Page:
9 How much cash should a organization keep on hand? Enough cash to make payments when needed. (transactions motive) –(Daily or Weekly Cash Budget helpful) Additional cash may be held for unexpected requirements. (precautionary motive)

10 The size of the minimum cash balance depends on: How quickly and cheaply a organization can raise cash when needed. How accurately managers can predict cash requirements. –(Cash Budget helpful) How much precautionary cash the managers need for emergencies.

11 The organization’s maximum cash balance depends on: Available (short-term) investment opportunities –e.g. money market funds, CDs, commercial paper Expected return on investment opportunities. –e.g. If expected returns are high, organizations should be quick to invest excess cash Transaction cost of withdrawing cash and making an investment Demand for Cash for daily transactions –(Cash Budget helpful)

12 Consider Cash an ‘Inventory’ Grantsville has a daily demand for cash of $10,000. Grantsville’s treasurer invests excess cash in the state investment pool that earns.01% per day. In order to transfer funds from the state pool, Grantsville must pay a transaction cost of $20. How much cash should it transfer when it runs out. (Grantsville can complete the cash transfer electronically so it waits until the cash balance is zero). An inventory approach to Cash Balance decisions: the trade-offs: - hold little cash = invest remainder in M/S to earn interest - if hold too little cash = incur transactions costs to meet cash needs - hold lots of cash = forgo investing in M/S and earning interest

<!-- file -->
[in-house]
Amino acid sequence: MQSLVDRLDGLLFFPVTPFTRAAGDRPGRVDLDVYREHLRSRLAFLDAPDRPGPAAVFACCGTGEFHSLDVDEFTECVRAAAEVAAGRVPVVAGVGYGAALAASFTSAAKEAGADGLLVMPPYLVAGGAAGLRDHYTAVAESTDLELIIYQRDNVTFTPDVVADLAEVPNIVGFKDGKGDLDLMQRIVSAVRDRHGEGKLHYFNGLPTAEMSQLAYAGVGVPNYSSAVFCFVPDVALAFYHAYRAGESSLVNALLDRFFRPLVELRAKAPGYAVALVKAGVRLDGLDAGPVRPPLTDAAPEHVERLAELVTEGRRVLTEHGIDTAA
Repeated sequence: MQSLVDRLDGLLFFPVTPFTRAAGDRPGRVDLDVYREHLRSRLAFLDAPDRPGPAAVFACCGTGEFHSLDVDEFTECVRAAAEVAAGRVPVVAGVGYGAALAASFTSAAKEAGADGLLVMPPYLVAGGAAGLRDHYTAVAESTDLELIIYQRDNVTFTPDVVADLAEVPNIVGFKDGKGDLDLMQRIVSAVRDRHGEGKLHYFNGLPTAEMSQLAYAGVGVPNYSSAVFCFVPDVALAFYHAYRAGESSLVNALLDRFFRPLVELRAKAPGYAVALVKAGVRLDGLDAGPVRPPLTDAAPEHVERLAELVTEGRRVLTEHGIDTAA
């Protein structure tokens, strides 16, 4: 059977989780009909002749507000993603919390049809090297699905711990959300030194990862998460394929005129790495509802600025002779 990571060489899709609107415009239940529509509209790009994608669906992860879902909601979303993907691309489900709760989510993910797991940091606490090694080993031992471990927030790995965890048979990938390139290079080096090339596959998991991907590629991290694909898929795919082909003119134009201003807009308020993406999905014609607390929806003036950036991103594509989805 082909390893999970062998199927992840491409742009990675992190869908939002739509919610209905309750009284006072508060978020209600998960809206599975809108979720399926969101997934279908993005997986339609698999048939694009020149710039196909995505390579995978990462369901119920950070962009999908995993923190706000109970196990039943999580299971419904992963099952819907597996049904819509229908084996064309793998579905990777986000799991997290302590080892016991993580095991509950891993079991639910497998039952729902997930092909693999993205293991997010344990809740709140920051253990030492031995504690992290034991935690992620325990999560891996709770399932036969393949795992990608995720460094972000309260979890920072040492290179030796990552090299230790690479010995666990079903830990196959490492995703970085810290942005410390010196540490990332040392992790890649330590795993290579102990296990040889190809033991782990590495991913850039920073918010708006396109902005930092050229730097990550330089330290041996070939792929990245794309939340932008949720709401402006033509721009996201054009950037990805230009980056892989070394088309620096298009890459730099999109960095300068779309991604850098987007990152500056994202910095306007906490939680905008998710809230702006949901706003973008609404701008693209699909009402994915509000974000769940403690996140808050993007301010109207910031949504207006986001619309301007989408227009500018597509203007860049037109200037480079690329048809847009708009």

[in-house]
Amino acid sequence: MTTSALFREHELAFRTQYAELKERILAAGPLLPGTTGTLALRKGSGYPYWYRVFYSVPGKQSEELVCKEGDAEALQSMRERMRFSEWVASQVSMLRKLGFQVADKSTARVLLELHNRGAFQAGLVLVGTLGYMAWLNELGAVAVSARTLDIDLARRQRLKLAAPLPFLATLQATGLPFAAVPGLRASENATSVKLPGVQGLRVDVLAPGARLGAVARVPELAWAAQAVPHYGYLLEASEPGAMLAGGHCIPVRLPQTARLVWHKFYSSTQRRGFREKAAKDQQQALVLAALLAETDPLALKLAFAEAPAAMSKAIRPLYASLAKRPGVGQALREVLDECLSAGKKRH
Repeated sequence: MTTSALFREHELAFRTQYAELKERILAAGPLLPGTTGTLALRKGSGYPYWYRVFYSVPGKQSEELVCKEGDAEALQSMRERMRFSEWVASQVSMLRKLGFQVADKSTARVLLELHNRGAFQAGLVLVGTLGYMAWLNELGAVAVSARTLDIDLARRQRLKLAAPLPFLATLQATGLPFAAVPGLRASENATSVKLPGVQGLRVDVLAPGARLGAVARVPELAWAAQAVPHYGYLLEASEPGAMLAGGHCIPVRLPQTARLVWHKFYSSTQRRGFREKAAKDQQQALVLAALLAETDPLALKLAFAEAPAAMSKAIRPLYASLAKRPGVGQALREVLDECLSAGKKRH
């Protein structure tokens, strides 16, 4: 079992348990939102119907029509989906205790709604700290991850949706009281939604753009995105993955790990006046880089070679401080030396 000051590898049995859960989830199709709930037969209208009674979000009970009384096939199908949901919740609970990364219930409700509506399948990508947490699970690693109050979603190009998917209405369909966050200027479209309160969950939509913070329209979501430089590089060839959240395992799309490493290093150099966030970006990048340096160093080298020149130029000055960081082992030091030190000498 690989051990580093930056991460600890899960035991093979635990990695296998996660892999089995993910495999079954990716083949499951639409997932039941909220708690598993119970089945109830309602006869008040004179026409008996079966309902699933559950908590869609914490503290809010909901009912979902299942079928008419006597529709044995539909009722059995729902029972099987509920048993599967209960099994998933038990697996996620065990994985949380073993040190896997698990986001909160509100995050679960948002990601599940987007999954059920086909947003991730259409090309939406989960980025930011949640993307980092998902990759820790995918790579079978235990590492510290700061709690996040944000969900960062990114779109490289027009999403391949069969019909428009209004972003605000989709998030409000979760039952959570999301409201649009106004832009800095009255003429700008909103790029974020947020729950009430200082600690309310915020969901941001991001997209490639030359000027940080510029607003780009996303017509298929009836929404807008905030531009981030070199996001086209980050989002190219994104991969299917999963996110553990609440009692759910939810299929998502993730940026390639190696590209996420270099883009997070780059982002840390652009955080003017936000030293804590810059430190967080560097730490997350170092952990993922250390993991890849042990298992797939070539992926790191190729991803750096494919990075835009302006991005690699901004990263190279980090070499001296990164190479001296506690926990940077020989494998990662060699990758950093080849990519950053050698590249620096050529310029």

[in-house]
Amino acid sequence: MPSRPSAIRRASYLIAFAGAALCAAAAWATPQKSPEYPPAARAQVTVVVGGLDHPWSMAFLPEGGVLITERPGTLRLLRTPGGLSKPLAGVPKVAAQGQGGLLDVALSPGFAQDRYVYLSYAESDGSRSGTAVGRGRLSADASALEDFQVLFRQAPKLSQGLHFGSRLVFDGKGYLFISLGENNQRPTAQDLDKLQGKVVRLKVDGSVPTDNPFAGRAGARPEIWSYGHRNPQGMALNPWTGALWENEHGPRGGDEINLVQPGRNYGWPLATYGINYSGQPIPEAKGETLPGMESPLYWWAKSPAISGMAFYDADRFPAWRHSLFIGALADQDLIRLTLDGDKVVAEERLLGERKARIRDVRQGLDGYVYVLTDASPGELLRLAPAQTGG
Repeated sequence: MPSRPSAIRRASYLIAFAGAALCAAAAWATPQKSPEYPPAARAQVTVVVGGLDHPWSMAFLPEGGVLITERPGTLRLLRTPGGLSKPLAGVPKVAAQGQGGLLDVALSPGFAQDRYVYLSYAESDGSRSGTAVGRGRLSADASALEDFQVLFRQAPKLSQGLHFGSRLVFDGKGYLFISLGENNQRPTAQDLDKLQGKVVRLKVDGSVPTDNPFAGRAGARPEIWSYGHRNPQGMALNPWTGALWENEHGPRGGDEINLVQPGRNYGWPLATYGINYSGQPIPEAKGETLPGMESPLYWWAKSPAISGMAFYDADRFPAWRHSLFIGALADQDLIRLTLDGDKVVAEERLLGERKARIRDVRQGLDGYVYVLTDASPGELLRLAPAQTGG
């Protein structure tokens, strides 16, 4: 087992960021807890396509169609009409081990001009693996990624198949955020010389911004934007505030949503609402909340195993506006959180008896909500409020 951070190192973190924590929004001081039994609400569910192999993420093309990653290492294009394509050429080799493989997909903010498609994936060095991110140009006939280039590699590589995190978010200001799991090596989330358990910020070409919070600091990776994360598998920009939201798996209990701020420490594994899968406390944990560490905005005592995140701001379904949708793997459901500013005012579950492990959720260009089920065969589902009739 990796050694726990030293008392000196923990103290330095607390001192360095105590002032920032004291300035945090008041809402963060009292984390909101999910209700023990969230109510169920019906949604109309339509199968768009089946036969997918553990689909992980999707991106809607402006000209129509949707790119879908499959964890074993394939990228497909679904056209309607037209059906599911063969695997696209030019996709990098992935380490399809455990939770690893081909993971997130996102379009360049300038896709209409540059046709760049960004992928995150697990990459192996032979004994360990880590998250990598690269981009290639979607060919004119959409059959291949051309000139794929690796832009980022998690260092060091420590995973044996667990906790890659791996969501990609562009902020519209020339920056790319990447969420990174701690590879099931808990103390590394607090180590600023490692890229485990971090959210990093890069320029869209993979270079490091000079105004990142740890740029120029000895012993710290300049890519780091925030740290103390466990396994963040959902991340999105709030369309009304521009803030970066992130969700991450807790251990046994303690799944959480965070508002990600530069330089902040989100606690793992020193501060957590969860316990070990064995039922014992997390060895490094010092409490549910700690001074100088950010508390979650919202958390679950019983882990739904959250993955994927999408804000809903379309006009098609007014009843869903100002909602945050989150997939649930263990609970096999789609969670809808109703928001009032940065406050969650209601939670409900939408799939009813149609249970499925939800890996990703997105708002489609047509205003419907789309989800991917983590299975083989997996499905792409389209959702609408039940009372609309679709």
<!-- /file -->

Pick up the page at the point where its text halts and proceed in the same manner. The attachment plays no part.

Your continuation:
13 Order Quantity (Z) Cost ($) Z*Z* Total Costs Holding Costs: (Z/2)*r / Order Costs:(M/Z)*TC Optimal Cash Balance via Baumol Model Z*Z* Z*=  [(2M*TC)/r] M = $10,000 r =.01% .0001 TC = $20 Z = $63,246

14 Problems with the Baumol Model Cash flows may not be very predictable, much less constant Treasurers may want a ‘safety stock’ of cash

15 The Miller - Orr Model The Miller-Orr Model provides a formula for determining the optimum cash balance (Z), the point at which to sell securities to raise cash (lower limit L) and when to invest excess cash by buying securities and lowering cash holdings (upper limit H). Depends on: –transaction costs of buying or selling securities –variability of daily cash (incorporates uncertainty) –return on short-term investments

16 Days of the Month Dollars in the Cash Account The Miller - Orr Model Lower Limit Upper Limit Z Sell Securities Buy Securities H L